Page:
“Now, indeed, We have conferred dignity on the children of Adam…and favoured them far above most of Our creation.”
The Qur’an, Chapter 17, Verse 70
Islam values the good and those who accept the truth. It contrasts those who obey God and thereby do good, and those who are defiantly disobedient, and thereby do evil,
“Then is one who was a believer like one who was defiantly disobedient? They are not equal.”
The Qur’an, Chapter, 32, Verse 18
Since believing that life is just a game ignores or denies the Hereafter and any form of Divine justice, then it rewards the criminal and the peacemaker with the same ends: death. We all meet the same fate, so what ultimate value does the life of Hitler or the life of Martin Luther King Jr. really have? If their ends are the same, then what real value does this view give us? Not much at all.
However, in Islam, the ultimate end of those who are compassionate, honest, just, kind and forgiving is contrasted with the end of those who persist with their evil. The abode of the good is eternal bliss, and the abode of the evil is Divine alienation and eternal torment.
“And in the Hereafter is severe punishment and forgiveness from God and approval. And what is the worldly life except the enjoyment of delusion?”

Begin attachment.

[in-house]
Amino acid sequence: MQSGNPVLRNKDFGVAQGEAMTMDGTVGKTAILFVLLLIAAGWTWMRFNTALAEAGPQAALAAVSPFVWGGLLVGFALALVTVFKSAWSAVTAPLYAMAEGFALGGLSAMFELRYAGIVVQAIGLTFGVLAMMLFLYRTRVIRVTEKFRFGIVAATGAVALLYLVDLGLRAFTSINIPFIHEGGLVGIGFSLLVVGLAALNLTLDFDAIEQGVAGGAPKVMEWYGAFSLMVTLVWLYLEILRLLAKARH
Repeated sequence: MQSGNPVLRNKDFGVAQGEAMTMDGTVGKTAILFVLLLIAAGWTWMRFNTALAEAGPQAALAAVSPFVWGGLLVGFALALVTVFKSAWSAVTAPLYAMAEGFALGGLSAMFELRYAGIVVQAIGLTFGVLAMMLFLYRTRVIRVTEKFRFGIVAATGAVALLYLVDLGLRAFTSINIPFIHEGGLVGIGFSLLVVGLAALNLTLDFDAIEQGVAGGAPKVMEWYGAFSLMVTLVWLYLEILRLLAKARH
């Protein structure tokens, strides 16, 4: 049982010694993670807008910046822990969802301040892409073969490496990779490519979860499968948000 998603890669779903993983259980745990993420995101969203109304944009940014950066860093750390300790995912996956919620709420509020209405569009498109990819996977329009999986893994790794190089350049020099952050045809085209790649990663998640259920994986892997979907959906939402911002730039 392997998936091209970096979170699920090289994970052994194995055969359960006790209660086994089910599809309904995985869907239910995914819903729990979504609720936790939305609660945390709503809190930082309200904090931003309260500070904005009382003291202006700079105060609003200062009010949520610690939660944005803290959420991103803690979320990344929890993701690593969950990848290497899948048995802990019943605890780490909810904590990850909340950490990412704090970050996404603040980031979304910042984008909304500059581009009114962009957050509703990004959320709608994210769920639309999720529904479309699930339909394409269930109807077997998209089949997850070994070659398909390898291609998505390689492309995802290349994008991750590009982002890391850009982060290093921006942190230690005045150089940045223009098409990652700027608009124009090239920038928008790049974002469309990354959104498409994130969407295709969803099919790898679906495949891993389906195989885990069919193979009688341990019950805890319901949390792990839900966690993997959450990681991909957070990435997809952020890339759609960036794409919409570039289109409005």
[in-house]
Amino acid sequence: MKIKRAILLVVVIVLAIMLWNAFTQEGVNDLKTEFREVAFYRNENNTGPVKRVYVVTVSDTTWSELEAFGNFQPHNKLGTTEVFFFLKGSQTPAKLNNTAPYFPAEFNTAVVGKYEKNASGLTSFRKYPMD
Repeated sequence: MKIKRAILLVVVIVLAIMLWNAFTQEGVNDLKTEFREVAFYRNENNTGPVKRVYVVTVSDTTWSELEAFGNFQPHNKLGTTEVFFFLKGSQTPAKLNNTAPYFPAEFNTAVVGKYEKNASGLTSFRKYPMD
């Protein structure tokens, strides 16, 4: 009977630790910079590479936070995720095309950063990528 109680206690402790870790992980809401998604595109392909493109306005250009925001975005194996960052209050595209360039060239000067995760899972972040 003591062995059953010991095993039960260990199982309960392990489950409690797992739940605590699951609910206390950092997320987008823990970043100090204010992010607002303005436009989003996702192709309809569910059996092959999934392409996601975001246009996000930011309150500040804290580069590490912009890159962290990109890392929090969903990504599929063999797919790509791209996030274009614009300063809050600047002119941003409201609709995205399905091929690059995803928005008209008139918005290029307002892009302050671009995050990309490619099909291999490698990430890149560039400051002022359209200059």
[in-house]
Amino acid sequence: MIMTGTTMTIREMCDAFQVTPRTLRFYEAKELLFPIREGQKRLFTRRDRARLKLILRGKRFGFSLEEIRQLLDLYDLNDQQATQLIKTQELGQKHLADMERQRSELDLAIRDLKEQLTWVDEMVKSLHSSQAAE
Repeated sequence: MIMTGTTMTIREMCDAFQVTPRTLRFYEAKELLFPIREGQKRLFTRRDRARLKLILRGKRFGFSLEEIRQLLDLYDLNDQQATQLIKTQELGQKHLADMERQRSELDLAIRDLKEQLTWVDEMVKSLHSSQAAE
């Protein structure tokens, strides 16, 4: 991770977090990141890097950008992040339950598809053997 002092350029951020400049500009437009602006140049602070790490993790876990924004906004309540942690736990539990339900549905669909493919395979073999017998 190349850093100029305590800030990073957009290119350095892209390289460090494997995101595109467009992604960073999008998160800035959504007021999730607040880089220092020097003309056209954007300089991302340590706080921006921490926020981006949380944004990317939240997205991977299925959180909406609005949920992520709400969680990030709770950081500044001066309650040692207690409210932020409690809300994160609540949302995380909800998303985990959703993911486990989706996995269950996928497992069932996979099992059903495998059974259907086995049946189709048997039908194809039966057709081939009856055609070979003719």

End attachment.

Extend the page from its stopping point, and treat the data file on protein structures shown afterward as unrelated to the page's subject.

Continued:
The Qur’an, Chapter 57, Verse 20
In Islam we have value. Under the view that life is just a game, any sense of value cannot be rationally justified except as an illusion in our heads.
Once you have read this article you will see that all of the profound questions that we as human beings have about our existence are answered in the Qur’an. God didn’t create the universe and everything in it only to leave us all to our own devices. Our Creator cares about us, and it is out of His mercy that He sent down the Qur’an as guidance.
To conclude, believing that life is just a game cannot provide profound answers for our existence, and therefore real happiness can never be achieved. When we stop treating life like a game and become God-conscious, we free ourselves and find ourselves. Only then can we achieve true happiness both in this life and the next :
“Truly it is in the remembrance of God that hearts find peace.”
The Qur’an, Chapter 13, Verse 28